First off, we have to contend with an issue that I believe I covered: her endless whining about the costumes the children wear. When she isn't screaming blue murder because of her witless misapprehension that wearing a punk rock costume MUST mean that Lizzie is worshipping Satan, she gets a huge bug up her ass when she makes the witless assumption that since her children criticize what she makes them (or, in the case of a two-year-old, balk at being pawed over) that they must hate her. What this means is that to her, making costumes for children is a disappointing experience in which horrible children either take her for granted or reject her as a person.
Next, we have that which I derived the title of this essay from: the exercise in slapstick comedy that is called the buying of pumpkins for decorations. It's bad enough that Elly is too stupid to do it herself or too blind to see that she cannot simply get one pumpkin for two children and have them like it. What's really annoying is her groaning about cleaning out the inside and never getting the thanks she thinks she deserves. In her defense, John is not especially inclined to praise people for doing what he thinks that they're supposed to but, well, there's also the sad fact that on the rare occasions that people do pay her compliments, she either thinks that they're trying to get something from her or being sarcastic.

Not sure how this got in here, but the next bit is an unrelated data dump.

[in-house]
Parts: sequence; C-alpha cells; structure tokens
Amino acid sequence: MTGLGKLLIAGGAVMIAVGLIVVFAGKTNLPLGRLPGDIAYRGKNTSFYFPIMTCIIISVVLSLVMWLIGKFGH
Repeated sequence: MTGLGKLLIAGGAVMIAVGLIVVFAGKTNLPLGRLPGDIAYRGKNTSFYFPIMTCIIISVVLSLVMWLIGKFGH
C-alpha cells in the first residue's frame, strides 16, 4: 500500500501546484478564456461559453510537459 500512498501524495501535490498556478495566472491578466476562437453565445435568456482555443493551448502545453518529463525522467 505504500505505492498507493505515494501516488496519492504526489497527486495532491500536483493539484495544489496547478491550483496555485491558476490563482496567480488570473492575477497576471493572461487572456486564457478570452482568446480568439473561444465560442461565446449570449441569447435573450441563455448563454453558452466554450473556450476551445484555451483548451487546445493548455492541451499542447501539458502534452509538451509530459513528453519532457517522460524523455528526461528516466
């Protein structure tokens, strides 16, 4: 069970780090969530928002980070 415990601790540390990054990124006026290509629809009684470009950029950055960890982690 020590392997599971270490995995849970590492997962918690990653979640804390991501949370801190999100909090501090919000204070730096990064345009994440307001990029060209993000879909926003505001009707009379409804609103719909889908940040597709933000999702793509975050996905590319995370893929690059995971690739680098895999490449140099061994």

Finally, we have to deal with her unhealthy relationship with food. The little voice in her head that started telling her that she was ten pounds overweight when she first encountered a scale (back when she was about six years of age or so) tells her that the only reason her kids go out to get candy is to torment her with the possibility of indulging and becoming fat and ugly and undesirable and being divorced and forgotten and laughed at and so on and so forth.
When you add things up, it's clear that the most appropriate 'e-greet' on Lynn's web-page would be Elly wearing a Halloween costume while nailed to a damned cross.